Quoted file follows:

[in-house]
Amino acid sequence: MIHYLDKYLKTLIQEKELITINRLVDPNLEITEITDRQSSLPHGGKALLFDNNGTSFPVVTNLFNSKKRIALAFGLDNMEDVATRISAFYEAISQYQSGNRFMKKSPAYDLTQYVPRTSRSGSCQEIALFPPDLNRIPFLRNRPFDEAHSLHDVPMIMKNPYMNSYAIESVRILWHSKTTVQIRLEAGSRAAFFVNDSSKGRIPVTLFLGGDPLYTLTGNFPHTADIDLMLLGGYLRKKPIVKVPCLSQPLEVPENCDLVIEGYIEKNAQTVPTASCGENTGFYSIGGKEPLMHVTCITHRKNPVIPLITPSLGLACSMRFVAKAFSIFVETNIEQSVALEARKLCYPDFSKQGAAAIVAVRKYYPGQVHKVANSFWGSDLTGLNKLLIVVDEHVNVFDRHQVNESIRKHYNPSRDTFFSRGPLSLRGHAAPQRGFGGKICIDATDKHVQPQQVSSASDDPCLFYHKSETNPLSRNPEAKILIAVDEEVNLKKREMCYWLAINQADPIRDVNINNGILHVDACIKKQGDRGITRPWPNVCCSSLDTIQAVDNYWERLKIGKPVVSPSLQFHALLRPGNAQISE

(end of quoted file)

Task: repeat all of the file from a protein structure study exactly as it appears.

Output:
[in-house]
Amino acid sequence: MIHYLDKYLKTLIQEKELITINRLVDPNLEITEITDRQSSLPHGGKALLFDNNGTSFPVVTNLFNSKKRIALAFGLDNMEDVATRISAFYEAISQYQSGNRFMKKSPAYDLTQYVPRTSRSGSCQEIALFPPDLNRIPFLRNRPFDEAHSLHDVPMIMKNPYMNSYAIESVRILWHSKTTVQIRLEAGSRAAFFVNDSSKGRIPVTLFLGGDPLYTLTGNFPHTADIDLMLLGGYLRKKPIVKVPCLSQPLEVPENCDLVIEGYIEKNAQTVPTASCGENTGFYSIGGKEPLMHVTCITHRKNPVIPLITPSLGLACSMRFVAKAFSIFVETNIEQSVALEARKLCYPDFSKQGAAAIVAVRKYYPGQVHKVANSFWGSDLTGLNKLLIVVDEHVNVFDRHQVNESIRKHYNPSRDTFFSRGPLSLRGHAAPQRGFGGKICIDATDKHVQPQQVSSASDDPCLFYHKSETNPLSRNPEAKILIAVDEEVNLKKREMCYWLAINQADPIRDVNINNGILHVDACIKKQGDRGITRPWPNVCCSSLDTIQAVDNYWERLKIGKPVVSPSLQFHALLRPGNAQISE